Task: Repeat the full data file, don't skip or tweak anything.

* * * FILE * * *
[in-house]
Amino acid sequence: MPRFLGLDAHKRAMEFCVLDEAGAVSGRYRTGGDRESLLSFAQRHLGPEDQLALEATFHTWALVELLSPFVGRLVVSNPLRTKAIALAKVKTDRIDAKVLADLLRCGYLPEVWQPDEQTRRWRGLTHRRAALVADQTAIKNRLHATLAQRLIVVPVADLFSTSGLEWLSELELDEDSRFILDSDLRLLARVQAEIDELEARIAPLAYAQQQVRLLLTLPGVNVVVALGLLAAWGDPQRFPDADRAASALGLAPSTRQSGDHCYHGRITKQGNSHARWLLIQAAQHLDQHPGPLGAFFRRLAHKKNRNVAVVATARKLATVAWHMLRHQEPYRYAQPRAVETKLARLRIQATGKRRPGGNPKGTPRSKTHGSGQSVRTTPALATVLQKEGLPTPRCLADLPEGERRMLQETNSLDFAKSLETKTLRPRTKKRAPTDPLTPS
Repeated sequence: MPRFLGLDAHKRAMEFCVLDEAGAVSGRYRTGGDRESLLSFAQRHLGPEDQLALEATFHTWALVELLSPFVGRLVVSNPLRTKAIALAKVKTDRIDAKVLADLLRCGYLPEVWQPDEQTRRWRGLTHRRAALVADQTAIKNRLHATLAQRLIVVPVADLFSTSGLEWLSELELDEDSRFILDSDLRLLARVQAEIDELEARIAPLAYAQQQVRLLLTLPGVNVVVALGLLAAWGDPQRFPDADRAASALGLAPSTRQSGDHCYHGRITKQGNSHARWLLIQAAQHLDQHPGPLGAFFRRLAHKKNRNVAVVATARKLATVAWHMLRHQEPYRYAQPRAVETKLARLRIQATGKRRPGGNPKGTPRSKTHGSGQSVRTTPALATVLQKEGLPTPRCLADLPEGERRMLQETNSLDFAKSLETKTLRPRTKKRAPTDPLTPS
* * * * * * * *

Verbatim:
[in-house]
Amino acid sequence: MPRFLGLDAHKRAMEFCVLDEAGAVSGRYRTGGDRESLLSFAQRHLGPEDQLALEATFHTWALVELLSPFVGRLVVSNPLRTKAIALAKVKTDRIDAKVLADLLRCGYLPEVWQPDEQTRRWRGLTHRRAALVADQTAIKNRLHATLAQRLIVVPVADLFSTSGLEWLSELELDEDSRFILDSDLRLLARVQAEIDELEARIAPLAYAQQQVRLLLTLPGVNVVVALGLLAAWGDPQRFPDADRAASALGLAPSTRQSGDHCYHGRITKQGNSHARWLLIQAAQHLDQHPGPLGAFFRRLAHKKNRNVAVVATARKLATVAWHMLRHQEPYRYAQPRAVETKLARLRIQATGKRRPGGNPKGTPRSKTHGSGQSVRTTPALATVLQKEGLPTPRCLADLPEGERRMLQETNSLDFAKSLETKTLRPRTKKRAPTDPLTPS
Repeated sequence: MPRFLGLDAHKRAMEFCVLDEAGAVSGRYRTGGDRESLLSFAQRHLGPEDQLALEATFHTWALVELLSPFVGRLVVSNPLRTKAIALAKVKTDRIDAKVLADLLRCGYLPEVWQPDEQTRRWRGLTHRRAALVADQTAIKNRLHATLAQRLIVVPVADLFSTSGLEWLSELELDEDSRFILDSDLRLLARVQAEIDELEARIAPLAYAQQQVRLLLTLPGVNVVVALGLLAAWGDPQRFPDADRAASALGLAPSTRQSGDHCYHGRITKQGNSHARWLLIQAAQHLDQHPGPLGAFFRRLAHKKNRNVAVVATARKLATVAWHMLRHQEPYRYAQPRAVETKLARLRIQATGKRRPGGNPKGTPRSKTHGSGQSVRTTPALATVLQKEGLPTPRCLADLPEGERRMLQETNSLDFAKSLETKTLRPRTKKRAPTDPLTPS